That is the question on everyone’s minds ever since the California Coastal Commission hearing on October 8th: What will SeaWorld do?
The Commission hearing was held to decide whether to allow a permit for SeaWorld’s Blue World project, a $100 million endeavor that would substantially increase the size of the company’s current orca tanks, albeit still providing far less room for orcas than they experience in the wild.
The Commission decided that it would allow the project on the conditions that SeaWorld stop all breeding activities and seriously restrict the movement of orcas into and out of the park. This puts quite a damper on SeaWorld’s money-hungry plans, and is considered an important victory for the captive whales, as it would result in phasing out captive orcas in California.
So, what will SeaWorld do? We have sketched out a few different scenarios below:
1. Appeal the Decision / Sue the Commission
This is something that many experts are guessing will happen. SeaWorld can (and has) called into question the Commission’s authority in enacting a breeding ban. The big questions is whether the 1966 federal Animal Welfare Act allows the Commission authority over the care and management of captive orcas in California. Certainly SeaWorld’s attorneys have repeatedly threatened litigation during the Coastal Commission review of their tank expansion permit.
But SeaWorld should realize that the Commission’s decision is simply a reflection of public opinion and shifting values – those of orca freedom, not captivity.
Such legal action would show that SeaWorld is more interested in breeding orcas with the Blue World project than increasing the size of the tanks to make more room for their existing orcas. SeaWorld’s hypocrisy would receive wide attention through the media if they take the steps to sue.
If they do decide to initiate legal actions right away, the Blue World project will be delayed and, coupled with its mounting legal fees, could result in serious pressure from SeaWorld shareholders. SeaWorld is already carrying heavy debts and is also being sued by a number of individuals (including one lawsuit supported by Earth Island’s International Marine Mammal Project).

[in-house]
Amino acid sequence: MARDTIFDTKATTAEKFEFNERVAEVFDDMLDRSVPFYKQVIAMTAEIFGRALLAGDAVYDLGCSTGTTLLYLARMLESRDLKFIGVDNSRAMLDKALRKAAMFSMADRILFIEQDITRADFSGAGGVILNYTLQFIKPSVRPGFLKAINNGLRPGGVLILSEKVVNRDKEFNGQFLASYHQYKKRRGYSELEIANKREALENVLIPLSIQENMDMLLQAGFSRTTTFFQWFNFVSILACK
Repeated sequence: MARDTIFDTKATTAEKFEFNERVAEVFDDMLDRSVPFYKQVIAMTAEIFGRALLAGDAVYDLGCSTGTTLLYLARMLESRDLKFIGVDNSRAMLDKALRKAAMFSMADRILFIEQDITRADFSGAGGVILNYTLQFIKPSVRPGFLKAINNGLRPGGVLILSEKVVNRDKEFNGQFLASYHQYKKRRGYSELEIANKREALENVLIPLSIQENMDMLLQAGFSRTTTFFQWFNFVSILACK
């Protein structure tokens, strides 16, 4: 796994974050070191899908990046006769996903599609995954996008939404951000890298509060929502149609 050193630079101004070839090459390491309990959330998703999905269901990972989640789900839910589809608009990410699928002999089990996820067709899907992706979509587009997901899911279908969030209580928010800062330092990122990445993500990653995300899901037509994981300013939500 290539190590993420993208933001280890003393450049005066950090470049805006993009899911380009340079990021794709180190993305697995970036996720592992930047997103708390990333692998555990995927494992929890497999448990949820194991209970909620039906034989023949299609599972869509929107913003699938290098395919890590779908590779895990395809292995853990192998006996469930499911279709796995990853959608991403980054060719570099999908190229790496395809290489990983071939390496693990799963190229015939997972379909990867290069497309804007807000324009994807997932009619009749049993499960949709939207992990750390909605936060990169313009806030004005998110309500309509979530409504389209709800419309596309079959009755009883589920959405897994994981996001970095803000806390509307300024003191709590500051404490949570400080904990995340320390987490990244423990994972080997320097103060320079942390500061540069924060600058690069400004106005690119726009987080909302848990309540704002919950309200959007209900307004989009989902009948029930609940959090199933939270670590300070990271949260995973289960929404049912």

2. Build Blue World, then Sue the Commission
SeaWorld might want to take advantage of the fact that they’ve secured the permit and begin construction, delaying their appeal or suing the Commission until the issue of breeding orcas in San Diego becomes a real issue. The risk there, of course, is that if they eventually loose in court, they will have simply bigger tanks – bad for their business model of maintaining their orca circus shows into the future.
3. Build Blue World and Accept the Conditions
This would also be a good option for the orcas – it would mean that the current orcas in captivity at SeaWorld San Diego would be the last in California. Once the current orcas pass on, SeaWorld would not be able to procure any more or breed any to sell to other facilities.
4. Do Nothing
SeaWorld could decide to take no action and reject the permit, maintaining their California orcas with the present facilities, and no longer bound by Coastal Commission conditions.
However, once again, SeaWorld risks public opinion by dropping a project they have argued is important for the welfare of their orcas.
Whatever way SeaWorld turns, they face a bad situation. Any legal defeat would be devastating. If SeaWorld is successful in overturning the breeding ban, it is possible that another bill might come back to life with renewed vigor in the state legislature – for instance, California Assemblymember Richard Bloom’s bill (originally AB 2140 – the bill would be assigned a new number if reintroduced) which sought to ban orca performances and phase out orcas in captivity throughout California.
Ultimately, as Dan McSwain said perfectly in the San Diego Tribune: “Seaworld executives would compound earlier mistakes if they treat this decision as just another bureaucratic overreach by nutty California.” It is clear that the tide of public opinion is turning away from seeing cetaceans in captivity, and “the sooner SeaWorld accepts this market reality, the sooner one of San Diego’s great tourist attractions will stop sinking.”